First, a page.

Ursula Le Guin was loved for her groundbreaking fantasy novels that tackled questions of gender, race and the environment.
She influenced generations of authors from Margaret Atwood to Neil Gaiman – and wrote about a boy wizard 30 years before Harry Potter.
In her writing and in her life, Ursula Le Guin refused to blindly accept how the world is supposed to work.
In life, if something was illogical or unjust, she simply decided that things would be different.
“I am a man,” she said in a 2015 BBC Radio 4 documentary, somewhat surprisingly.
“When I was born, there were actually only men. People were men.”
Le Guin, who was born in 1929, meant people who mattered were men, and that women were as near as invisible. So she decided to bestow upon herself the power that was more often afforded to men.
“I am a man, and I want you to believe and accept this as a fact, just as I did for many years,” she wrote.
In that same documentary, Neil Gaiman summed her up by saying: “She is willing to change the landscape of your head with her ideas and there’s such power in that. It is that power of, things could be different.”
In her writing, Le Guin created new worlds to show us how things could be different – from the glacial, genderless society in The Left Hand of Darkness to the magical, racially diverse island setting of Earthsea.
She was “a fearless writer, a fearless woman, who really gives courage to writers and gives courage as you read her”, fellow author Una McCormack told the BBC on Wednesday after Le Guin’s death at the age of 88 was announced.
‘What it means to be human’
Such worlds “give her a space to explore ideas of what it means to be human, [with] different social arrangements”, McCormack said.
“She was a very political and socially savvy writer, and these gave her imaginative spaces in which to explore different ways in which human beings can relate to each other.”
Writing in The Guardian, Margaret Atwood said: “In all her work, Le Guin was always asking the same urgent question: what sort of world do you want to live in?
“Her own choice would have been gender equal, racially equal, economically fair and self-governing, but that was not on offer.”
Author China Mieville, who interviewed Le Guin for Radio 4 for her 80th birthday in 2009, said he first read her Earthsea books when he was approaching his teenage years.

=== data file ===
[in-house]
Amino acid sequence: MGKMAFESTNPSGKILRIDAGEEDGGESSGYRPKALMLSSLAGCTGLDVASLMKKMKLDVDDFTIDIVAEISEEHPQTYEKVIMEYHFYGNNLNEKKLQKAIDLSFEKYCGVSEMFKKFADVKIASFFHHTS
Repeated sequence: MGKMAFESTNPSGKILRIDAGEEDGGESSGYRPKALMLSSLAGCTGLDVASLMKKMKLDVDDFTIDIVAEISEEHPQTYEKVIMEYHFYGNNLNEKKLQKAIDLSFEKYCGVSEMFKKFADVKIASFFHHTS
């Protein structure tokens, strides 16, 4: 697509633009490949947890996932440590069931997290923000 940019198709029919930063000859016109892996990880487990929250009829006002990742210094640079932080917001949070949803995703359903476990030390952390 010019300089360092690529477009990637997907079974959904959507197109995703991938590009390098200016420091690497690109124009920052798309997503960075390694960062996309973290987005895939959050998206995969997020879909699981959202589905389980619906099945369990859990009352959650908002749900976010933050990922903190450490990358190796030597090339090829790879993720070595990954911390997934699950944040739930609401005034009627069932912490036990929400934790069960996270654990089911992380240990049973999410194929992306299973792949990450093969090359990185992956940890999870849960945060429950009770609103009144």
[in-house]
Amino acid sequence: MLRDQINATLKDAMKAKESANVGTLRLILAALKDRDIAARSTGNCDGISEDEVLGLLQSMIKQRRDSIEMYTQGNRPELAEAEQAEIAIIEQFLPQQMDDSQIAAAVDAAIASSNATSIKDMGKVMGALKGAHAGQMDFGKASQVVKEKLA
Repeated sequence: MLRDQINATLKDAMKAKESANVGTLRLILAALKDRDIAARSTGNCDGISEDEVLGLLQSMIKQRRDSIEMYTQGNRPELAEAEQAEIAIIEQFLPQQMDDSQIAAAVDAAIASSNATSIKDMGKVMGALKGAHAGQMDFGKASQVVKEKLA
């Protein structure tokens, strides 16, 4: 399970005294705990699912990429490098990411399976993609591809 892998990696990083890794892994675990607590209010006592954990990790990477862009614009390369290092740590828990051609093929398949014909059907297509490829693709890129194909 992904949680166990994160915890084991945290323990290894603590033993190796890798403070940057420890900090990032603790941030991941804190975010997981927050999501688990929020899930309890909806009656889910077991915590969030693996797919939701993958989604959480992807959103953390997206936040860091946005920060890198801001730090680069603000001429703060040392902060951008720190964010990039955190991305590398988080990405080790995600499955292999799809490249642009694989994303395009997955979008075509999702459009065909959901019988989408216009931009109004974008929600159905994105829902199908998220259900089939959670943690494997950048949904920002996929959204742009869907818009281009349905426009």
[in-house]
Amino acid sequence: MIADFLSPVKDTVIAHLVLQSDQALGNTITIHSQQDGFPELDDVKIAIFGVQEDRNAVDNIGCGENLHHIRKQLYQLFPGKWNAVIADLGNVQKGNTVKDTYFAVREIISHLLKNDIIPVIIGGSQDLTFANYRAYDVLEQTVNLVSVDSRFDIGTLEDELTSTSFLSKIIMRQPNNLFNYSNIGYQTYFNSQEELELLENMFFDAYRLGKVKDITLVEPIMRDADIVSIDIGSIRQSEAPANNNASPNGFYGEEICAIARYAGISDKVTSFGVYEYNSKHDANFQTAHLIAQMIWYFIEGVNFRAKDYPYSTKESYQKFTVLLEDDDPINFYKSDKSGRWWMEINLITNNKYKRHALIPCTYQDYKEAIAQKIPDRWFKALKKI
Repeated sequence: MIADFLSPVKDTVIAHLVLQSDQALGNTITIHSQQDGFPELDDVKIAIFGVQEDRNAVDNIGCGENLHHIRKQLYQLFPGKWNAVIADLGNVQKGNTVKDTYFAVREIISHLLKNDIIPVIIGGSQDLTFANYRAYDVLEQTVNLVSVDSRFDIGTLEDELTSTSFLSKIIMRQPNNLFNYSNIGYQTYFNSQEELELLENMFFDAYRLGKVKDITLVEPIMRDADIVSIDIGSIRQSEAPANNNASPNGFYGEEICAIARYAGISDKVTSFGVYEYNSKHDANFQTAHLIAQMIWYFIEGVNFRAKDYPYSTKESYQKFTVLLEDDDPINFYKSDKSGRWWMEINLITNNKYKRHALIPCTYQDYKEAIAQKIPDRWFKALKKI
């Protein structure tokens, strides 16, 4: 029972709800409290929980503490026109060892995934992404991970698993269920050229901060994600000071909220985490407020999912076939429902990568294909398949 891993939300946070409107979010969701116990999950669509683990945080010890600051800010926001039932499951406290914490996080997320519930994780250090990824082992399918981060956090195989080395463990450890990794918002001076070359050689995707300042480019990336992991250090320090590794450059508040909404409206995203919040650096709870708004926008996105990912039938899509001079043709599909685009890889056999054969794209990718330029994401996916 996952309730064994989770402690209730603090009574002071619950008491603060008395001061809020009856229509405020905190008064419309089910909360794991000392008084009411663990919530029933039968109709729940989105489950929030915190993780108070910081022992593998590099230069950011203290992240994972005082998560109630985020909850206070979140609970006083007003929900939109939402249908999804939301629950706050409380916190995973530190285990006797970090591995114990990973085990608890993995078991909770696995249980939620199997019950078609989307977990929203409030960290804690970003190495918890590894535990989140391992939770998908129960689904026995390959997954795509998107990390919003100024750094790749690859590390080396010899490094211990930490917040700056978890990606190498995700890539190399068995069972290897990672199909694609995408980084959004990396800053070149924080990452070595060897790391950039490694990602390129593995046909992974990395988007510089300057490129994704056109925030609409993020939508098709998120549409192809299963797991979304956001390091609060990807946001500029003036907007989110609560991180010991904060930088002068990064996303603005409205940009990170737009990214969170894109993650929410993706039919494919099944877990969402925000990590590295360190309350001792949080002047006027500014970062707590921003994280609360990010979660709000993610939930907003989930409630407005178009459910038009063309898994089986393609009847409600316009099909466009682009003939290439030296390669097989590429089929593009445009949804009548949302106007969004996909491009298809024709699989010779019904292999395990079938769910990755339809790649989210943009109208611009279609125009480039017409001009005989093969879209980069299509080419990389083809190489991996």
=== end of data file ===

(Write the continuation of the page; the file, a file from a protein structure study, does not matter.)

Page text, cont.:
“They were and remain incredibly influential for generations,” he told BBC News. “They were also some of the first books I remember returning to again and again.
“There was absolutely no sense of being spoken down to or some kind of special or slightly diluted literature for younger readers. These were written with a great tone of ethical seriousness and a very powerful, controlled, but moving prose, and a great humaneness which never veered into sentimentality.
“As you get older and return to those books and read some of her other books, I started to realise other things, and started to sense this slow-burning fury at injustices and a very sharp and unremitting diagnosis of things in the social world, always allied to this humaneness.”
A Wizard of Earthsea, about a boy who went to a school for wizards, was the first in the series and was published in 1968. She wrote a further five Earthsea books, the last of which came out in 2001.
The later books revisited and revised the setting, with Le Guin taking into account feedback from readers with “a tremendous capacity for self-criticism”, Mieville said.
“I don’t know a single other writer who’s done anything comparable and I find it unendingly moving.”
Her influence on later writers is such that Mieville said she changed the way he sees the world. “It’s a kind of writing that sits so close to you that it’s like spectacles.”
In person, interviewing her for the radio documentary, the author was “a delight”, Mieville said.
“She absolutely would not hold back on her opinions when she didn’t think things were right,” he added.
“She didn’t suffer fools gladly, but that’s not code for ‘She was difficult or unpleasant to be around.’ She was an absolute delight and whip smart and very funny.”
Her stance towards “fools” can be seen in her reply to a request for comment to promote an all-male sci-fi anthology. She refused, signing off: “Gentlemen, I just don’t belong here.”
She also didn’t hold back when talking about a 2004 mini-series adaptation of Earthsea, which, among other things, made most of the characters white.
“Right there, they betrayed something very deep in the book,” she said. “It was a terrible movie. But I was kind of glad it was a terrible movie because it had so little to do with my book.”
Le Guin was often dismissed as “just” a science-fiction or fantasy writer, but admirers knew she was much more than that.
Una McCormack said her works should be considered “world class literature”.
“I think it’s a real shame that she was never given the Nobel [Prize for Literature],” McCormack said. “Her reach, her skill, her style is that good.”
Le Guin herself told The Paris Review: “Where I can get prickly and combative is if I’m just called a sci-fi writer. I’m not. I’m a novelist and poet.
“Don’t shove me into your damn pigeonhole, where I don’t fit, because I’m all over. My tentacles are coming out of the pigeonhole in all directions.”
Afraid of being forgotten
One of her fears, the author told Mieville on Radio 4, was that her work and legacy wouldn’t last once she’s gone.
“Why do all women writers get forgotten extremely quickly?” she asked. “That’s a real anxiety simply from watching what happens to women writers. They go much faster than men writers do.”
So, yes, she was a woman after all.
But she succeeded in rising above all questions of gender and genre and ensured that the worlds she created will continue to be visited by readers, who may not see things quite the same way again when they come back down to Earth.